Front-wheel alignment should be checked monthly with an alignment gauge, and any discrepancy should be immediately put right.
Another mileage leakage is caused by imperfectly adjusted brakes. If the braking be unbalanced, or .the brake drum worn and oval, they will cause unequal stresses between the tyre tread and the road surface. The result is
rapid and uneven wear.
It is hardly necessary to add that harsh use of the brakes; although they be perfectly balanced, is a first-class method of tyre waste. Operators who run big fleets would do well to institute a tyre bonus scheme in which the bonus is • paid on mileage. This would encou rage drivers to take all possible care. There are many other ways in which mileage is lost, but they are mostly of an accidental and unavoidable nature. Concussion burst, fractures and cuts are the most common of these, and there is not much, apart from taking care, which can be done to avoid them.
• But it is worth while noting that a tyre which is properly inflated and not .overloaded is far less liable to these forms of accidental damage. For economy's sake, all small injuries should be properly repaired so soon as possible after they are sustained. If they be left the damage will be aggravated by the entry of rain and grit.
Having summarized the main causes of mileage losses, let us now turn to the other side of the picture. If we have corrected all those influences which react unfavourably on our equipment it is reasonable to assume that our tyres will give long, economical and troublefree service. All the same, the time will come, eventually, when they will show signs of wear, and a bill for replacements looms ahead.
In this connection, most operators will no doubt have read with interest the recent announcement by the tyre manufacturers to the effect that they are prepared to undertake the remoulding of suitable worn tyres of their own manufacture. This move has 'become necessary in the interests of national economy, for it must not be forgotten that the principal ingredients of the tyre, rubber and cotton, are imported from afar.
In this general review of tyre economies it is impossible to deal fully• with the subject of remoulding. That will appear in a subsequent issue. For the present, it is sufficient to point out that anyone who has a worn tyre, which is free from carcase faults, cuts, or excessive tread wear, can have it remoulded by its maker in such a manner that it is almost indistinguishable from new. Furthermore,. it will give an alnibst equal mileage.
Briefly, the process consists of thoroughly examining the tyre for faults, then stripping off the rubber from the tread and wall. After due preparation, a new band of compound is rolled on to the carcase, and the tyre is cured once more in its original mould. The result is, virtually, a now tyre again.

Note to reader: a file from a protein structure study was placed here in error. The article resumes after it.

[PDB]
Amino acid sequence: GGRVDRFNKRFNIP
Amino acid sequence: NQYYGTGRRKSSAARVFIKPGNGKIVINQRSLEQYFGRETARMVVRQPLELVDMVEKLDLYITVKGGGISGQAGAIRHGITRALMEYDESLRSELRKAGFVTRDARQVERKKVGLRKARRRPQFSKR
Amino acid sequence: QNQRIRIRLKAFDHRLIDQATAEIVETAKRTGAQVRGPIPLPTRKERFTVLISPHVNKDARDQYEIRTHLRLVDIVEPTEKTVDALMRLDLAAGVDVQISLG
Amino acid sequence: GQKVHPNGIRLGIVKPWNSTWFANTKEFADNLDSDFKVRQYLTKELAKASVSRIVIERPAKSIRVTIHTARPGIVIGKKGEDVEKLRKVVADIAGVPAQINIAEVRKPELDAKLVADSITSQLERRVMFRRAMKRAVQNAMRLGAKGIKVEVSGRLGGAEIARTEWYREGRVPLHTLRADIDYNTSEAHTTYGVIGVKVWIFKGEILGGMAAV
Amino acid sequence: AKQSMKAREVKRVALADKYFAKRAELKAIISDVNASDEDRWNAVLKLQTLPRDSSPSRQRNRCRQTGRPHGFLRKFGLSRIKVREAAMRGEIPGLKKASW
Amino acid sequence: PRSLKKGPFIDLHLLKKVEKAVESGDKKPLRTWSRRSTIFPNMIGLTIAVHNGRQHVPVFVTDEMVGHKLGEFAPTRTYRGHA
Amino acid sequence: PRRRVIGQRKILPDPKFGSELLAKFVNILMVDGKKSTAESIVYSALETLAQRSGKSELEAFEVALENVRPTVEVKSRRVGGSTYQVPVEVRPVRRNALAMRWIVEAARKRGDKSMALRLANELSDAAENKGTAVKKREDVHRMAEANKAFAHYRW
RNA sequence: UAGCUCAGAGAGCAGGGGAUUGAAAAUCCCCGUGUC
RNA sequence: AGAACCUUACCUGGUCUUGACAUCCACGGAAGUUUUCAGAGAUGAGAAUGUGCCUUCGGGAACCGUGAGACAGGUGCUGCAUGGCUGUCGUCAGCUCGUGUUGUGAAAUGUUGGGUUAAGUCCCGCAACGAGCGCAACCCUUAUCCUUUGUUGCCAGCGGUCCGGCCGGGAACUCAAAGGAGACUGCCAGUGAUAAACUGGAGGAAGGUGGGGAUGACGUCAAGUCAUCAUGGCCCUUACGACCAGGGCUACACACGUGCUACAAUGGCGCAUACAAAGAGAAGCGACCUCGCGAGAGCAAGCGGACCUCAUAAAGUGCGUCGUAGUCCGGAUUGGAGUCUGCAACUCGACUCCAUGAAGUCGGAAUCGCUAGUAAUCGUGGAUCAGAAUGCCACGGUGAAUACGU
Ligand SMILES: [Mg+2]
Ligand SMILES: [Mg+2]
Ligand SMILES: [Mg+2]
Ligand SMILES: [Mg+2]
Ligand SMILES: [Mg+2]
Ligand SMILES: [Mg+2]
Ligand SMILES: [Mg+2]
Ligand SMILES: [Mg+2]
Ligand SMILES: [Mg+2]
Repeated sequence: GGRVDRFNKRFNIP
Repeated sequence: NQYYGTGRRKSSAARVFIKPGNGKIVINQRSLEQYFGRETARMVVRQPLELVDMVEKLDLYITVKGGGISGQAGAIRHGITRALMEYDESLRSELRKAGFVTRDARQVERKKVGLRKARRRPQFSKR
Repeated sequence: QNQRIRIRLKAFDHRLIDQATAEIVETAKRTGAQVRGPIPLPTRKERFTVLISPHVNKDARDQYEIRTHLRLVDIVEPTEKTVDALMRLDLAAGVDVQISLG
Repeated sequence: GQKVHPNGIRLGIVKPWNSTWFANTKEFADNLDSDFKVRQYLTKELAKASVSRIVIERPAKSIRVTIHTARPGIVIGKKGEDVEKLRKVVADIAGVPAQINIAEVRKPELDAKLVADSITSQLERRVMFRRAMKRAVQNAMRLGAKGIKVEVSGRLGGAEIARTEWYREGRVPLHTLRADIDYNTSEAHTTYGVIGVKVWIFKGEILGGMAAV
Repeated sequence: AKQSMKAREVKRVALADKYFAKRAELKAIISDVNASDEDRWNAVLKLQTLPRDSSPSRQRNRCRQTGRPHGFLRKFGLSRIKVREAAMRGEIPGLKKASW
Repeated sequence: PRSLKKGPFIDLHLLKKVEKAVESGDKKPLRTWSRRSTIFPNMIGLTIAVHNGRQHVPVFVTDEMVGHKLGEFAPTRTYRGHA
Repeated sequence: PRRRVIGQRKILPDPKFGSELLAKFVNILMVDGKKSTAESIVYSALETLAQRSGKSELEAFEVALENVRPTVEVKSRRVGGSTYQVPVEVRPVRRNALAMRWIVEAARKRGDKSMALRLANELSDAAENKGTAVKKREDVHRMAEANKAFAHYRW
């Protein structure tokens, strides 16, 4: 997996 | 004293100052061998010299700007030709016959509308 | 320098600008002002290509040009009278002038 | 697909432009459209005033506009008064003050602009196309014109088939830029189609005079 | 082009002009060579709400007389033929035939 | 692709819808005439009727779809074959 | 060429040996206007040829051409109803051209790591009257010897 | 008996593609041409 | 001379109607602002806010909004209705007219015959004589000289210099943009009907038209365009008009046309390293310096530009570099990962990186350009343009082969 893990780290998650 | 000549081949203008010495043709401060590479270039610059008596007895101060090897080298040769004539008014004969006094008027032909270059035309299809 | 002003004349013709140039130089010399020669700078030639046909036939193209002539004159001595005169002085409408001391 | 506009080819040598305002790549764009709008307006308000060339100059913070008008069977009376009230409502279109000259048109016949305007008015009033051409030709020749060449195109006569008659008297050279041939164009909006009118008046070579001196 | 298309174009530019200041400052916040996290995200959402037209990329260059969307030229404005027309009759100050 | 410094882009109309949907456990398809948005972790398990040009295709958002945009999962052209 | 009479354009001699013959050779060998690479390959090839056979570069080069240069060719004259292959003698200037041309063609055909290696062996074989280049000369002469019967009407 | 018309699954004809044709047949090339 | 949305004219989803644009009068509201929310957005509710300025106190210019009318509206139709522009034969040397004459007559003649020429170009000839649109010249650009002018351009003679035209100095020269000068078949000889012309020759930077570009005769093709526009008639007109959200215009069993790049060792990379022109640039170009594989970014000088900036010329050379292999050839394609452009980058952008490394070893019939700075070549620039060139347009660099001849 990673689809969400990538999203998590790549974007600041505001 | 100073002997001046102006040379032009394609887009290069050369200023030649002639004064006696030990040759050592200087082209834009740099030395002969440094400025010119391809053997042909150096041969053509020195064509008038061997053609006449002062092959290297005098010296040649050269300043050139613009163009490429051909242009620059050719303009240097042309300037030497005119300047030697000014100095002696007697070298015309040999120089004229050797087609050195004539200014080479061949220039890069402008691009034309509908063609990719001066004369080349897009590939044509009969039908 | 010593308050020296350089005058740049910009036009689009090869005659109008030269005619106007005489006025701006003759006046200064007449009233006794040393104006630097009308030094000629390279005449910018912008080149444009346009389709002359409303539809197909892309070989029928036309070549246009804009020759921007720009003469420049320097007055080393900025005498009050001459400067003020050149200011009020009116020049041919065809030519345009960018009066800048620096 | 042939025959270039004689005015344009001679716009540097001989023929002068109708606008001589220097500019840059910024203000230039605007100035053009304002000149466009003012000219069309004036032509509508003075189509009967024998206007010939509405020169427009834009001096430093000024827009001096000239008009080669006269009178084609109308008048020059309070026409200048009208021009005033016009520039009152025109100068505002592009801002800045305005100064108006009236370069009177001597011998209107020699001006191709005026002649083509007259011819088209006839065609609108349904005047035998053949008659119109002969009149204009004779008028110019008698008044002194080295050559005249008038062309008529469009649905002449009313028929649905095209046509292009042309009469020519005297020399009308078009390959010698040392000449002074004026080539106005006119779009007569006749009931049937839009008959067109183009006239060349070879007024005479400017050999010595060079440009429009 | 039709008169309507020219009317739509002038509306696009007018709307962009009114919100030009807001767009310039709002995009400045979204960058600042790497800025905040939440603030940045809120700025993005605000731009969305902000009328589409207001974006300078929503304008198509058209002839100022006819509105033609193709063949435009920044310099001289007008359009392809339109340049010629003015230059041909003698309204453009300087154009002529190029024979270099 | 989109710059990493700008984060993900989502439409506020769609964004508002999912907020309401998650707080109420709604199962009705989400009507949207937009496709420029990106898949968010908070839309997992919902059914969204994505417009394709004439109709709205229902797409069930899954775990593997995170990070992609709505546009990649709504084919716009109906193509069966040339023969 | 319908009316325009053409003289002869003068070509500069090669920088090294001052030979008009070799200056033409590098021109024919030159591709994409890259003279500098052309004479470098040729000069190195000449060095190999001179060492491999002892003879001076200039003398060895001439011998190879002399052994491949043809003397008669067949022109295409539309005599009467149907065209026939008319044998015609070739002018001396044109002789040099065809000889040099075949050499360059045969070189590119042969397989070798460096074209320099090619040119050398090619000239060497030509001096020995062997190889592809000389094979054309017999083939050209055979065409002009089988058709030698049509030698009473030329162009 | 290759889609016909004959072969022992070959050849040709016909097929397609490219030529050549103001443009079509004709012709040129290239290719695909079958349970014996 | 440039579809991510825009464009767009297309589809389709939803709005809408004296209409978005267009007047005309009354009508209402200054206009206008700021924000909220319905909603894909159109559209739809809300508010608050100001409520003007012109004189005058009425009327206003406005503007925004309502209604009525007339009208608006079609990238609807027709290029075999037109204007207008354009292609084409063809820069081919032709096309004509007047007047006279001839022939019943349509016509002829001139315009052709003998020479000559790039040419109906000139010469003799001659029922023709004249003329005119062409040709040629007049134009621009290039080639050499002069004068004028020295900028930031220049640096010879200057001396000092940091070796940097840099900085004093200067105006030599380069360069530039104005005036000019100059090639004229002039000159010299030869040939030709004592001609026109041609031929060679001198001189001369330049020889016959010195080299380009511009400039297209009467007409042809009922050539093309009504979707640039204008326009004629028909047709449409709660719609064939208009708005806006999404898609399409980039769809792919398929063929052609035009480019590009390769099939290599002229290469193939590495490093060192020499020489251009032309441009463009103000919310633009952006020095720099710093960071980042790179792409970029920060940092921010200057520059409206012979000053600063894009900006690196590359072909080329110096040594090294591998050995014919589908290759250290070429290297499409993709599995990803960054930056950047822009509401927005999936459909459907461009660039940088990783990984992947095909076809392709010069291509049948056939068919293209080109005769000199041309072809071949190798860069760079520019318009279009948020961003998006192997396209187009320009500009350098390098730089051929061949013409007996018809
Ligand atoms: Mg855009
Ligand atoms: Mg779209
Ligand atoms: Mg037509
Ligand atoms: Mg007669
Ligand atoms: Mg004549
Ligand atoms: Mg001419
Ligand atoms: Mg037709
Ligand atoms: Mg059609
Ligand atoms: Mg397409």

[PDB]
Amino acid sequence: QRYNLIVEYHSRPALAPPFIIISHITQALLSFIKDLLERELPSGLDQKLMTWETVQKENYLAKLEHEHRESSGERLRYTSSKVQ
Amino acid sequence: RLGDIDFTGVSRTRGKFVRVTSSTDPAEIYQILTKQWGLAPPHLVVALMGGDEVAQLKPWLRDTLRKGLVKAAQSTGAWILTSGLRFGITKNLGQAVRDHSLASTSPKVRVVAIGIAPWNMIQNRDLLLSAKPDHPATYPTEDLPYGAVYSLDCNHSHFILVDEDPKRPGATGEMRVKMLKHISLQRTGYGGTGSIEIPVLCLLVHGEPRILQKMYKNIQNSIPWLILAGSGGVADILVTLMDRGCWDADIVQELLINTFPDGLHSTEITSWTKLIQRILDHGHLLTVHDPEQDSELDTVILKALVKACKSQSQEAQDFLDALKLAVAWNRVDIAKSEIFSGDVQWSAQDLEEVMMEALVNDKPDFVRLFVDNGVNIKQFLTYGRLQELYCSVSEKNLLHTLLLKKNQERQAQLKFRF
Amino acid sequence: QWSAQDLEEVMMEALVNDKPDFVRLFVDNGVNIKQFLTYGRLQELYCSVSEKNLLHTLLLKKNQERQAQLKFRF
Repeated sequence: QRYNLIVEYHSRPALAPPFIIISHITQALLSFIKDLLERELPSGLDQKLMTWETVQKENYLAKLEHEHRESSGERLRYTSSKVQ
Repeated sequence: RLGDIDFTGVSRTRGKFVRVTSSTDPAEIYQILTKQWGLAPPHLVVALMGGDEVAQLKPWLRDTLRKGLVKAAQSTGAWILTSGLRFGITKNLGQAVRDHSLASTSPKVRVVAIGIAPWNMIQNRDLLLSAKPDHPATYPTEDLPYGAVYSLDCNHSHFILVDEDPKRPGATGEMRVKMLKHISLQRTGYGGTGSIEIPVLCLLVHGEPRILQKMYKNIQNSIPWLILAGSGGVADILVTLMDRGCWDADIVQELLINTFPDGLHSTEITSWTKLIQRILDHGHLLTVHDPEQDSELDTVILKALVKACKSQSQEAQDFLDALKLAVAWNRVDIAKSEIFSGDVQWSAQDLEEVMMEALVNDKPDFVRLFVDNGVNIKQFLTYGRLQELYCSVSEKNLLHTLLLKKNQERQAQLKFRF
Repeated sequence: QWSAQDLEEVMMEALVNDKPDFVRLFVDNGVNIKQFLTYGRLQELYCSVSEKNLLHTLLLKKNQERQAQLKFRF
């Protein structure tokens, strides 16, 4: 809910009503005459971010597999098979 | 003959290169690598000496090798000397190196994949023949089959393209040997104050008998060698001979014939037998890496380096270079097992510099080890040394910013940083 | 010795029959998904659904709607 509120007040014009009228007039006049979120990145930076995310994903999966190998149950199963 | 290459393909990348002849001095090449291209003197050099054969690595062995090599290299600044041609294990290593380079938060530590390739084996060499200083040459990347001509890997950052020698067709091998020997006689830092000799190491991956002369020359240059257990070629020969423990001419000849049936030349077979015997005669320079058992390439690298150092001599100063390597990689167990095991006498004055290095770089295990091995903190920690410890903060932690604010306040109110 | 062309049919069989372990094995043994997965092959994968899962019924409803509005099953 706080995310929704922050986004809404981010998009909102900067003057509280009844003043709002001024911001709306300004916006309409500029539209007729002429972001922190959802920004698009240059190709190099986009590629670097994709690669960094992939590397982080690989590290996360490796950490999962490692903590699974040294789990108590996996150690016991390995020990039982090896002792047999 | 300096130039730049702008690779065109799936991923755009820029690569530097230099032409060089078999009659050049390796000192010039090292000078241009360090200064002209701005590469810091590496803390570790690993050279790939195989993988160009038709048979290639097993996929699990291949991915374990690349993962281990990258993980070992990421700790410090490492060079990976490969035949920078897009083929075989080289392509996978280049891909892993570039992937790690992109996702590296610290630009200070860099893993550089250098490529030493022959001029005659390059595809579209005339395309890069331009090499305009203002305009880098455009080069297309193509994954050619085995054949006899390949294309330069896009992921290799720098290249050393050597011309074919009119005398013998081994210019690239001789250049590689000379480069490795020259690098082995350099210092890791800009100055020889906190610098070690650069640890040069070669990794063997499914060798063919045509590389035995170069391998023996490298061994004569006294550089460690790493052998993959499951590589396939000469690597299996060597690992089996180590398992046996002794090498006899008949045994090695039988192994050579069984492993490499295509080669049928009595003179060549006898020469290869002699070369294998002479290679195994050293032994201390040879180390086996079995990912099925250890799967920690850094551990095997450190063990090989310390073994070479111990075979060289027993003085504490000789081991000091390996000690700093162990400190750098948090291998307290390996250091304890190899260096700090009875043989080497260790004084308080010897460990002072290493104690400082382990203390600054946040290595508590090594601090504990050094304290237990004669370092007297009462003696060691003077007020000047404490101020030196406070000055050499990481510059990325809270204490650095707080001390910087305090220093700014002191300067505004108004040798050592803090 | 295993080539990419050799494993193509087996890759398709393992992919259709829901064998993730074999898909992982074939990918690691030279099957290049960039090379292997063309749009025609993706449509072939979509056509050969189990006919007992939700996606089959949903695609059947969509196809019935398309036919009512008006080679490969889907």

The advantages of this style of remoulding are numerous. First and foremost, the tyre is returned to its original maker, who has first-class technique for dealing with it. Every stage in the process is the result of concentrated study of the requirements of this particular product. Furthermore, the moulds are made to fit the tyre—or should it be vice versa? Anyway, the fact that the tyre goes back into its original mould is sufficient assurance that there is no unnatural distortion of the carcase.
That is the case for remoulding. The operator has only to hand over his worn tyres to his supplier for treatment,
There are also several old-established tyre-reconditioning concerns which produce excellent results.
There is, however, one vital question which is left for the operator to decide. When should the tyres be removed? Better-class operators replace their tyres so soon as the tread patterns become smooth. Others run them much longer, so that they become totally unfit for the remoulding process. A foolish business, this. For the sake of a few hundred miles of extra wear from the o/d tyre they are destroying the foundation on which a new tyre could be built: There is an intermediate class of • operator who, whilst wishing to run his tyres to the last minute, does not want to spoil his chances of having them remoulded.
The best time to remove the tyre for remoulding is when the tread pattern becomes smooth. The chances of a successful job are then greatest of all. But if an operator wishes to exact the last bit of mileage from his equipment he should have them regrooved at the smooth stage and, finally, remove them for remoulding when the new regrooved tread is beginning to disappear.
Regrooving does not increase tyre life, but it adds to the safety of the tyre when it reaches the smooth stage. If regrooving be carefully carried ant it does not affect the subsequent remoulding process. There are many excellent methods of restoring a tread pattern on a tyre which has worn smooth.